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Ancient Viking slab may have predicted today's climate crisis
There are times when historical artifacts may wind up serving as omens of modern times. Recently, an ancient Viking slab may have predicted the climate crisis that the world is facing today.
Express reports that the Viking slab, known as the Rok stone, found in Sweden in the ninth century, seemed to have predicted the climate change problem that the world faces today. Archaeologists have since tried to translate the 700 runes that are on the slab and recently figured out what the runes meant. According to researchers from the University of Sweden, the slab was a memorial of a man’s son and an account of cold snaps that happened prior to as well as the man’s concerns about the climate in the future.
By the sixth century, the temperatures dropped, and it was believed to have been the result of volcanic activity. Incidentally, a great storm had also occurred, leading to long-lasting auroras in the upper parts of the northern hemisphere. These instances led the one who wrote the runes and the account to predict that another climate crisis would happen in the future.
“The inscription deals with an anxiety triggered by a son’s death and the fear of a new climate crisis similar to the catastrophic one after 536 CE,” said the researchers in their study.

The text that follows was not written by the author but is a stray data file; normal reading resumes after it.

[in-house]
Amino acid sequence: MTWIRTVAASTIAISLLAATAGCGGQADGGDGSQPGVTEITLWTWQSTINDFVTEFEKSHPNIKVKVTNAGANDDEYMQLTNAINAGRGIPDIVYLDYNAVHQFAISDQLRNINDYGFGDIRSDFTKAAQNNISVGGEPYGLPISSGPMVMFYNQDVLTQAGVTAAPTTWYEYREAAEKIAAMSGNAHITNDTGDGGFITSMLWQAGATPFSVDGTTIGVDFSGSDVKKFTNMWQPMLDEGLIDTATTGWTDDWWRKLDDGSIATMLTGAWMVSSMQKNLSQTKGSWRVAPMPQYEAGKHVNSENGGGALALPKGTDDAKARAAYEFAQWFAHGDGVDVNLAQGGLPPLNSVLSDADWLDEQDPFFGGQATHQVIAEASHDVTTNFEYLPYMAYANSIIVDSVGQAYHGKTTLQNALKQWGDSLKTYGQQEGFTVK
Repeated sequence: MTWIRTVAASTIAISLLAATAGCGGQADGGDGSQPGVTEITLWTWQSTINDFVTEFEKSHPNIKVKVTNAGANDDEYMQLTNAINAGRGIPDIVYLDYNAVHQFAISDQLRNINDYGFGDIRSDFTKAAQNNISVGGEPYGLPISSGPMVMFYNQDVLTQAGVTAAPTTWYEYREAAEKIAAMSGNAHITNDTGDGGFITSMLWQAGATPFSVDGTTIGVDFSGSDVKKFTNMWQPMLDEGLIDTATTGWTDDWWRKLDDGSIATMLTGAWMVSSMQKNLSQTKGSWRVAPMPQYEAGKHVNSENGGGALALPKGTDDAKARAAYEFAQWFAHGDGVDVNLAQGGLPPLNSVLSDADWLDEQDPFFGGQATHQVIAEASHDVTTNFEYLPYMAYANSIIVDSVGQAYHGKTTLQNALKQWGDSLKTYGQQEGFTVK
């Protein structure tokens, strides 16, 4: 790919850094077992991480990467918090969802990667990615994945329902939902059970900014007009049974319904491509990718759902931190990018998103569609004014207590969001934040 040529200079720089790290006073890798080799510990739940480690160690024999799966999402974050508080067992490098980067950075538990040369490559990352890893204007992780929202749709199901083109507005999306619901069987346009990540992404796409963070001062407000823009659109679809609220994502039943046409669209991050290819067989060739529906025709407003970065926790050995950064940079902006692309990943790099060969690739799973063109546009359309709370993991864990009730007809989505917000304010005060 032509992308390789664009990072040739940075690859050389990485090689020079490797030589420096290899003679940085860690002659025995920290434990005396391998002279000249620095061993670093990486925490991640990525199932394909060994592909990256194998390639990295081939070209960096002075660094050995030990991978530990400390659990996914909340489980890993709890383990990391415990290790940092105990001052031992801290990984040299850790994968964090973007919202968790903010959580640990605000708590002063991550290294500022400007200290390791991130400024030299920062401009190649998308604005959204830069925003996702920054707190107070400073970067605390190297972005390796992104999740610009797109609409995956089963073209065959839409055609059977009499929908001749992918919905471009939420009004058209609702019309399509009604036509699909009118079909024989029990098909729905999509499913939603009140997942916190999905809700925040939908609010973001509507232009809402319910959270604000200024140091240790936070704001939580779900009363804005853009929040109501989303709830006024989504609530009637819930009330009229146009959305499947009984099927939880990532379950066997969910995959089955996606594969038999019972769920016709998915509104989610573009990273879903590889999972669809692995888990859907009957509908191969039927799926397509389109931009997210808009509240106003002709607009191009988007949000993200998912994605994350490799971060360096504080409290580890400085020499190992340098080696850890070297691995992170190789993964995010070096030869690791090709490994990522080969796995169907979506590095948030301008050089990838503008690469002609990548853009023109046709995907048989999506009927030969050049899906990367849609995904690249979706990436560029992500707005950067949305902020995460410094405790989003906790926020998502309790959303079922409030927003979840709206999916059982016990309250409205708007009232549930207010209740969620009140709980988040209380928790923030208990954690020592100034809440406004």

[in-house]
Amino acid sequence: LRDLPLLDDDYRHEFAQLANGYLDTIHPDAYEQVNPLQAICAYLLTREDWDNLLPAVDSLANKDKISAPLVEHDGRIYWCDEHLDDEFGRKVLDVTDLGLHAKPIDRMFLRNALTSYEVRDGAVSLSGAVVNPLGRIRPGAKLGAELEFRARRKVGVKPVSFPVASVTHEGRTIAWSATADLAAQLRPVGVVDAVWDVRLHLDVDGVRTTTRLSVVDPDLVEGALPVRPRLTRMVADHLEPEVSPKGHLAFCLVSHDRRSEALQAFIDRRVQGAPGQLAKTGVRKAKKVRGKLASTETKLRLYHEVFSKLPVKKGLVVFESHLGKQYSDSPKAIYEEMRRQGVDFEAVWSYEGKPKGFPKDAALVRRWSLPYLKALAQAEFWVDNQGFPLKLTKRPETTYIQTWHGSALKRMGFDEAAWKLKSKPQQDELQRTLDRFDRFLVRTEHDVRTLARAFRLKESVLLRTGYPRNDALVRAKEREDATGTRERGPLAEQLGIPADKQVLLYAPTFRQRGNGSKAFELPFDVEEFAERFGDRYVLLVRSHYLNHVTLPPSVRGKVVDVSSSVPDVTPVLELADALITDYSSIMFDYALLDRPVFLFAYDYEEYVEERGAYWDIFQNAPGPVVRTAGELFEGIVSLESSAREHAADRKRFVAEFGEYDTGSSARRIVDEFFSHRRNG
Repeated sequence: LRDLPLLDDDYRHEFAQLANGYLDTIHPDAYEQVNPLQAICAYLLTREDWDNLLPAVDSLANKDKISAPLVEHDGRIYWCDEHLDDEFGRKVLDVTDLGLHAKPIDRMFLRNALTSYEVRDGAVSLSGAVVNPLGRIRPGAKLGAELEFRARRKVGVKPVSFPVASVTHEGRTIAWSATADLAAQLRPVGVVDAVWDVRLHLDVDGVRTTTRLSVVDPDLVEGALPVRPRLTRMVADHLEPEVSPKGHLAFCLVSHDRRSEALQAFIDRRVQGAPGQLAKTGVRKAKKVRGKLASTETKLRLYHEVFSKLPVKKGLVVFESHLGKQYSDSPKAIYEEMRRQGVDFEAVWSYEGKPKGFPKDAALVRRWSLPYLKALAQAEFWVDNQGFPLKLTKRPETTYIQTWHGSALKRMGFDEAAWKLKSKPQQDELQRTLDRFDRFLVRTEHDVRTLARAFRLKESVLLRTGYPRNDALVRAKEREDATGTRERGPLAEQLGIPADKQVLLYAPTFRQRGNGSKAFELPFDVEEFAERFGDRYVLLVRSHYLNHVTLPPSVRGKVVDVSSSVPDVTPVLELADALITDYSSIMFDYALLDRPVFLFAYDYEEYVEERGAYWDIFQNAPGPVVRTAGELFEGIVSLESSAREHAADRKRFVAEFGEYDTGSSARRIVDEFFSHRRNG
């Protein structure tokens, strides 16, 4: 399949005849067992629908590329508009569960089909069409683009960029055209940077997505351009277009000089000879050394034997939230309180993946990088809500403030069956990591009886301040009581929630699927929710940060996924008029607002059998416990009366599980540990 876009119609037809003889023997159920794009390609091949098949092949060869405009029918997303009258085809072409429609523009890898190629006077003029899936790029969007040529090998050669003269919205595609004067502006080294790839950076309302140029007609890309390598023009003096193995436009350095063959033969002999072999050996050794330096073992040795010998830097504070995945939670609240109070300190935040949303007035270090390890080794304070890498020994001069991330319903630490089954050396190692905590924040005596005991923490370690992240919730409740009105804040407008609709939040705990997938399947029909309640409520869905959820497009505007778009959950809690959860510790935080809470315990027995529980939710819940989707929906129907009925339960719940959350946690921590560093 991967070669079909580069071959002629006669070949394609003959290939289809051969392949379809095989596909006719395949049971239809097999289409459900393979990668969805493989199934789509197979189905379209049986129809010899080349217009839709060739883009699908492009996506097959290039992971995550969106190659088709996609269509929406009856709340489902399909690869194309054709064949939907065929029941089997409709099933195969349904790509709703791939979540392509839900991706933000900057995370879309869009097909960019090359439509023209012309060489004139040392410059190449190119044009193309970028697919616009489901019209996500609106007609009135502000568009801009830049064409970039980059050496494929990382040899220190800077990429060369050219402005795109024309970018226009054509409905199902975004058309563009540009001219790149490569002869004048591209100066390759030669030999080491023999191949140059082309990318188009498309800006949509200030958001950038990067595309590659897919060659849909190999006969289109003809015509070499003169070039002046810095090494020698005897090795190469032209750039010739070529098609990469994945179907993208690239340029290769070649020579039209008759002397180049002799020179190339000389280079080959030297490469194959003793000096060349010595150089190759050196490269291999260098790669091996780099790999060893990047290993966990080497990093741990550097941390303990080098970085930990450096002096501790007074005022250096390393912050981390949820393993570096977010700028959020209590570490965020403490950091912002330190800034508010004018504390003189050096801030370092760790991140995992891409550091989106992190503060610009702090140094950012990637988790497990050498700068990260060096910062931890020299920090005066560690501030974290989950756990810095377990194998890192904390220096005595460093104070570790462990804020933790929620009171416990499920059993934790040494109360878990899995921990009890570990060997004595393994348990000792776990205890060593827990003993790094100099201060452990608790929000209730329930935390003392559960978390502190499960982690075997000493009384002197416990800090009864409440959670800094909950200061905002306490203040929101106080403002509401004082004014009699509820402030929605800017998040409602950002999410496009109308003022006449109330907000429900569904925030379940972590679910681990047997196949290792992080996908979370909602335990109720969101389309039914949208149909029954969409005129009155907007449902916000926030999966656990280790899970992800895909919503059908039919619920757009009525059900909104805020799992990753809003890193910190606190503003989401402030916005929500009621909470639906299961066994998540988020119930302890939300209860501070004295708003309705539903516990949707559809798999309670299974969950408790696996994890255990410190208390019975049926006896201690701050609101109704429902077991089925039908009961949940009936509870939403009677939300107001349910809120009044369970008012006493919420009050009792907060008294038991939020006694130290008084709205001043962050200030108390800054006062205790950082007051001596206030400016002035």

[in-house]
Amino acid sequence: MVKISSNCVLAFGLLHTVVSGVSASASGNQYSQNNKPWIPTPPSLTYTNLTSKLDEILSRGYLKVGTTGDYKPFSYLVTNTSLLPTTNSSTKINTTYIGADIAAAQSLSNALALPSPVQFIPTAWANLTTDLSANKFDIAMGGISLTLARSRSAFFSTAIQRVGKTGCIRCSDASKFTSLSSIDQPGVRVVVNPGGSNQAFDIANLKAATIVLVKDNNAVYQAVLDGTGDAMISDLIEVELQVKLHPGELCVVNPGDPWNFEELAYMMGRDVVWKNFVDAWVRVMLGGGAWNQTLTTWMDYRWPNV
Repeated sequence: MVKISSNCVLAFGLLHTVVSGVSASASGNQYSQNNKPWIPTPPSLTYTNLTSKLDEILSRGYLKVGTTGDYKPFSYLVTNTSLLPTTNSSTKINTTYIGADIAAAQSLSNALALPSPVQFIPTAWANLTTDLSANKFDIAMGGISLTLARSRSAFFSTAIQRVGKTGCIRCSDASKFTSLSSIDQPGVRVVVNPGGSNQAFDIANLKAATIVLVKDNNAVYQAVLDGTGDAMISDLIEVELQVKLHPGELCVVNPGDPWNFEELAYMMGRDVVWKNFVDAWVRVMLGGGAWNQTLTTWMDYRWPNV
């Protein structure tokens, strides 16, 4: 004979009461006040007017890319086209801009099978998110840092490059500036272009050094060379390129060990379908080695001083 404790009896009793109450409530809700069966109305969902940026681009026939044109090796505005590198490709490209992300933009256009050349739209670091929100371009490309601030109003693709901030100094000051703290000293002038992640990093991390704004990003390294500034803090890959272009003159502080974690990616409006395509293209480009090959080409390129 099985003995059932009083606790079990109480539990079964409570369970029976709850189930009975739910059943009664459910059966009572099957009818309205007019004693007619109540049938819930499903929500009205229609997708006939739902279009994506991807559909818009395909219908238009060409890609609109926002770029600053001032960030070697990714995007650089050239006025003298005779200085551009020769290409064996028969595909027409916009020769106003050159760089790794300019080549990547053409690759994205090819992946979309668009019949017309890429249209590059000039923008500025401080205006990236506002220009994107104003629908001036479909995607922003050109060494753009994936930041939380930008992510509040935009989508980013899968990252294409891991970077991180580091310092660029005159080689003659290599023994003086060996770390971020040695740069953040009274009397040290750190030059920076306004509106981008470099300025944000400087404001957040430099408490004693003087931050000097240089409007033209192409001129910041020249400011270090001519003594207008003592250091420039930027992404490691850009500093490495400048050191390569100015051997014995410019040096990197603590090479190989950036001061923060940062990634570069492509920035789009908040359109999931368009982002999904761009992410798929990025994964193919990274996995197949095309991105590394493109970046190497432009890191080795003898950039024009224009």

Other accounts that were written on the slab were about battles that lasted for centuries, but the researchers believe this may have only been a metaphor.
Speaking of Viking artifacts, it was previously reported that a Viking amulet was discovered in Iceland. A rare sandstone amulet shaped like Thor’s hammer was found in the southern part of Iceland at an unexplored site at the time. The place where the amulet was found was believed to have been a Viking farmstead.
But the amulet was not the only item archaeologists found on the site as they had also found a “whet” which was used for sharpening blades, a bucket, and an iron pick. 50 specimens of Thor’s hammer amulets were found in Scandinavia between the ninth and 11th century, which revealed that Vikings at the time, wore these amulets to honor the Norse god of lightning.